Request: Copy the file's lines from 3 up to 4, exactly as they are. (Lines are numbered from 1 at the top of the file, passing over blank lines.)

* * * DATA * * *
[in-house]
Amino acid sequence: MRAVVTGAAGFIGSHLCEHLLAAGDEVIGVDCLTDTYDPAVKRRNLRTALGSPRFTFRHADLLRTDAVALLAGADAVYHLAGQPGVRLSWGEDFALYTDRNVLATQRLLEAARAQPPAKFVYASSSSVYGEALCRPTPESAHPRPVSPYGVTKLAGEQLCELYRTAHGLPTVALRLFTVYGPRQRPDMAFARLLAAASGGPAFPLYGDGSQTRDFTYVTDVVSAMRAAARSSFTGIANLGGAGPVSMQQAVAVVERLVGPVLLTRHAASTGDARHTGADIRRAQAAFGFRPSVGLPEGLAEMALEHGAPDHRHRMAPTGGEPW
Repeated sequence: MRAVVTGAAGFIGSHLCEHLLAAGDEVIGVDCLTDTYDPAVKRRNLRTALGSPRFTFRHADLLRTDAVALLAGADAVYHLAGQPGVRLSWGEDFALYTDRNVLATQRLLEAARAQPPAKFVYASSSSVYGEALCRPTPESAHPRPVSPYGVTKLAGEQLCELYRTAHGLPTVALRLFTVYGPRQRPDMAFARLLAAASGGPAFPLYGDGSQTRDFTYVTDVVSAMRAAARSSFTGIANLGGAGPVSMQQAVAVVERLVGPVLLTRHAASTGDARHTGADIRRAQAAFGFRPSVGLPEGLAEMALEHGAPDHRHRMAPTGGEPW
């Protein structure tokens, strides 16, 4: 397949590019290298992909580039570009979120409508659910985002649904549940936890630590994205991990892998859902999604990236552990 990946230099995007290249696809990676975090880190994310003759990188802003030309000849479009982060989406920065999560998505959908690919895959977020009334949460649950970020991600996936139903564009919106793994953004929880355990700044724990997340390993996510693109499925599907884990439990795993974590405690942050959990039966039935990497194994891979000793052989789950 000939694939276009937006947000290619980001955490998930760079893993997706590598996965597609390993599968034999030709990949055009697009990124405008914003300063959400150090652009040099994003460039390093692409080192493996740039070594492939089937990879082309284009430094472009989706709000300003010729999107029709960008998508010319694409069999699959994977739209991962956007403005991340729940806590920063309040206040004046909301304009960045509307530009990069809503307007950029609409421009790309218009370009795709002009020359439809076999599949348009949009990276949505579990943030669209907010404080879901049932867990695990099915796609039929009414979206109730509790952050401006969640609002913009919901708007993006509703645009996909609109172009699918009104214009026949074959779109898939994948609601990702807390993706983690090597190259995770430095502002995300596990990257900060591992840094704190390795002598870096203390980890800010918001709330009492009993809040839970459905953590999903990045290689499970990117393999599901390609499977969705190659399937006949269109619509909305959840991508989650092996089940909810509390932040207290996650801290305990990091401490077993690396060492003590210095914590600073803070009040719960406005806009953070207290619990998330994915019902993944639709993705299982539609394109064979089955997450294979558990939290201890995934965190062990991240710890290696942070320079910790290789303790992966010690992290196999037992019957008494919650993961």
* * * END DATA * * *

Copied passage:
Repeated sequence: MRAVVTGAAGFIGSHLCEHLLAAGDEVIGVDCLTDTYDPAVKRRNLRTALGSPRFTFRHADLLRTDAVALLAGADAVYHLAGQPGVRLSWGEDFALYTDRNVLATQRLLEAARAQPPAKFVYASSSSVYGEALCRPTPESAHPRPVSPYGVTKLAGEQLCELYRTAHGLPTVALRLFTVYGPRQRPDMAFARLLAAASGGPAFPLYGDGSQTRDFTYVTDVVSAMRAAARSSFTGIANLGGAGPVSMQQAVAVVERLVGPVLLTRHAASTGDARHTGADIRRAQAAFGFRPSVGLPEGLAEMALEHGAPDHRHRMAPTGGEPW
């Protein structure tokens, strides 16, 4: 397949590019290298992909580039570009979120409508659910985002649904549940936890630590994205991990892998859902999604990236552990 990946230099995007290249696809990676975090880190994310003759990188802003030309000849479009982060989406920065999560998505959908690919895959977020009334949460649950970020991600996936139903564009919106793994953004929880355990700044724990997340390993996510693109499925599907884990439990795993974590405690942050959990039966039935990497194994891979000793052989789950 000939694939276009937006947000290619980001955490998930760079893993997706590598996965597609390993599968034999030709990949055009697009990124405008914003300063959400150090652009040099994003460039390093692409080192493996740039070594492939089937990879082309284009430094472009989706709000300003010729999107029709960008998508010319694409069999699959994977739209991962956007403005991340729940806590920063309040206040004046909301304009960045509307530009990069809503307007950029609409421009790309218009370009795709002009020359439809076999599949348009949009990276949505579990943030669209907010404080879901049932867990695990099915796609039929009414979206109730509790952050401006969640609002913009919901708007993006509703645009996909609109172009699918009104214009026949074959779109898939994948609601990702807390993706983690090597190259995770430095502002995300596990990257900060591992840094704190390795002598870096203390980890800010918001709330009492009993809040839970459905953590999903990045290689499970990117393999599901390609499977969705190659399937006949269109619509909305959840991508989650092996089940909810509390932040207290996650801290305990990091401490077993690396060492003590210095914590600073803070009040719960406005806009953070207290619990998330994915019902993944639709993705299982539609394109064979089955997450294979558990939290201890995934965190062990991240710890290696942070320079910790290789303790992966010690992290196999037992019957008494919650993961």